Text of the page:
Radiance (Wraith Kings #1)(4) by Grace Draven

His eyebrows arched.  “You gave me your name when I asked.  Remember?”

“There are several Ildikos living here.  It’s a common enough name.  I could have easily been a servant.”

Brishen chuckled and pointed at her.  “In that fine gown?  Hardly.”  He flashed his fanged smile.  Ildiko didn’t lock her knees this time.  “I just knew.  Call it instinct.”  He snapped his fingers with a click of nails.  “Or Kai magic.  We’re all born with a touch of it, you know.”

She shook her head, her own lightheartedness giving way to worry.  “No, I didn’t know.  I know very little about those who will become my people once we’re married.”

He stared at her for a silent moment.  Owl’s eyes, she thought.  He and his folk had the eyes of nocturnal hunters, but without pupils, just the glowing luminosity that mesmerized her like a mouse.

“I will teach you,” he said.

She blinked, startled out of her stupor by his reply and completely forgetting the thread of conversation.  “Teach me what?”

He had thin lips with a natural downturn emphasized by diagonal grooves on either side of his mouth.  It gave him a grim look, except when he smiled, which he did now.  “About the Kai.  If you wish to learn, I will teach you.  Far better than any wrong-headed Gauri book written about us.”

A wash of relief poured through her, along with a kindling of hope.  Her bridegroom wasn’t Gauri; he wasn’t even human.  He was, however, congenial and gracious.  She had proclaimed his appearance ghastly and his honesty handsome.  Ildiko still stood by both opinions.  She could have done infinitely worse.  More than a few Gauri women had the misfortune to marry human men with handsome faces and ghastly souls.

“That’s generous of you.  I intend to hold you to your offer,” she said.  Her curiosity about his visit remained.  “I’ve led you astray from your purpose.  What did you wish to speak with me about?”

Brishen clasped his hands behind his back, and Ildiko had the distinct impression he braced himself to approach an uncomfortable subject.  “My question is a delicate one, and I mean no insult by its bluntness.  Have you thought of the consummation?”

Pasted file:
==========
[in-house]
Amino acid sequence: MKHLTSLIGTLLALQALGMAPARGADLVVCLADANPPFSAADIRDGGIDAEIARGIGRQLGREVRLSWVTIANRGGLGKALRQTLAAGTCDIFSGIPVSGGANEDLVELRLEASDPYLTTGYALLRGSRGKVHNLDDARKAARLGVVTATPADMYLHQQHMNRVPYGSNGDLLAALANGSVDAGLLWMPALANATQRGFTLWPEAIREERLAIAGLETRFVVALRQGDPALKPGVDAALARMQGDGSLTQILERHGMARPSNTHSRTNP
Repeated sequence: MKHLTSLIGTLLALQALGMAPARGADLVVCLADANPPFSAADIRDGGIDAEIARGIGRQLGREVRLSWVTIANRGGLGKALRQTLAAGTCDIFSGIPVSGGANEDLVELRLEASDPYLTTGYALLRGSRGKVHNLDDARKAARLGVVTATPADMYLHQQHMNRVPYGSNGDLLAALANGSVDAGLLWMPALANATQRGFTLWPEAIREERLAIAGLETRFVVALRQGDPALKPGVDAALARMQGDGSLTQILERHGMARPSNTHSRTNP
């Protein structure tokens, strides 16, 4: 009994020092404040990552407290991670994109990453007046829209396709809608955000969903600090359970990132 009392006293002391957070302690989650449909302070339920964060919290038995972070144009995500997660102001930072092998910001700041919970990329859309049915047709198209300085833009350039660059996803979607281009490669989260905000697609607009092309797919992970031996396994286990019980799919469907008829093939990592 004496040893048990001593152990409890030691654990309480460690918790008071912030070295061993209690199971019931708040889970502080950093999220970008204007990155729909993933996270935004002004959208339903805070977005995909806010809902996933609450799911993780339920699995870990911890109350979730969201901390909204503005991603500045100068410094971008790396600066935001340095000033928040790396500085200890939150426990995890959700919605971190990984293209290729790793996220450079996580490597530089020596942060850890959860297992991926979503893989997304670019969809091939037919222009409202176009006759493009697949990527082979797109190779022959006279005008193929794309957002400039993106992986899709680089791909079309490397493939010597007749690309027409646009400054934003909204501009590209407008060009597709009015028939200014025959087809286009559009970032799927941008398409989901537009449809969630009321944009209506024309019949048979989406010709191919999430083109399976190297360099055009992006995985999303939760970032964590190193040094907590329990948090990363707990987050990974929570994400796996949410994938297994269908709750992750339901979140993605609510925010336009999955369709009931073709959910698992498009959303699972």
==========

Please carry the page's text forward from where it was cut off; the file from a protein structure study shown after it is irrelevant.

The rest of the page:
Ildiko’s stomach undulated against her ribs.  She fought down a mortified blush and sought to disguise it by a disdainful rolling of her eyes.  Brishen took a quick step back.  “Everyone has been thinking of the consummation,” she said.  “I can hardly escape all the well-meaning advice, sympathetic pats on the arm, and suggestions for various tricks to employ for how to lie back and think of duty to king and country.”  She gave him a wry smile.  “The most popular advice is to make sure the room is so dark I won’t be able to see my hand—or yours for that matter—in front of my face.”

Brishen’s shout of laughter echoed throughout the room before he clamped down on his mirth and settled for a wide grin and luminous eyes that glistened.  “I’ve been told something similar, only we should consummate at noon, when I’ll be virtually blind.”

Ildiko’s muffled her own laughter behind her hand.  “May the winged god Bursin save us from so much helpful guidance.”

The laughter faded but their smiles remained.  Brishen’s thinned a little.  “What do you want to do, Ildiko?”

He had asked a question Ildiko thought she’d never hear in her lifetime.  No one ever asked her what she wanted; they only told her what she was to do and say.  For a moment she was struck dumb.  He waited patiently as she gathered her thoughts.  “May I be honest, Your Highness?”

He snorted.  “In private, call me Brishen.  It’s a decent enough name.”

“It’s a fine name.  Were you actually born during a rainstorm?”  Though he didn’t seem as volatile or violent as a storm, his name fit him.  Ildiko suspected his easy nature cloaked a character as strong as crucible steel.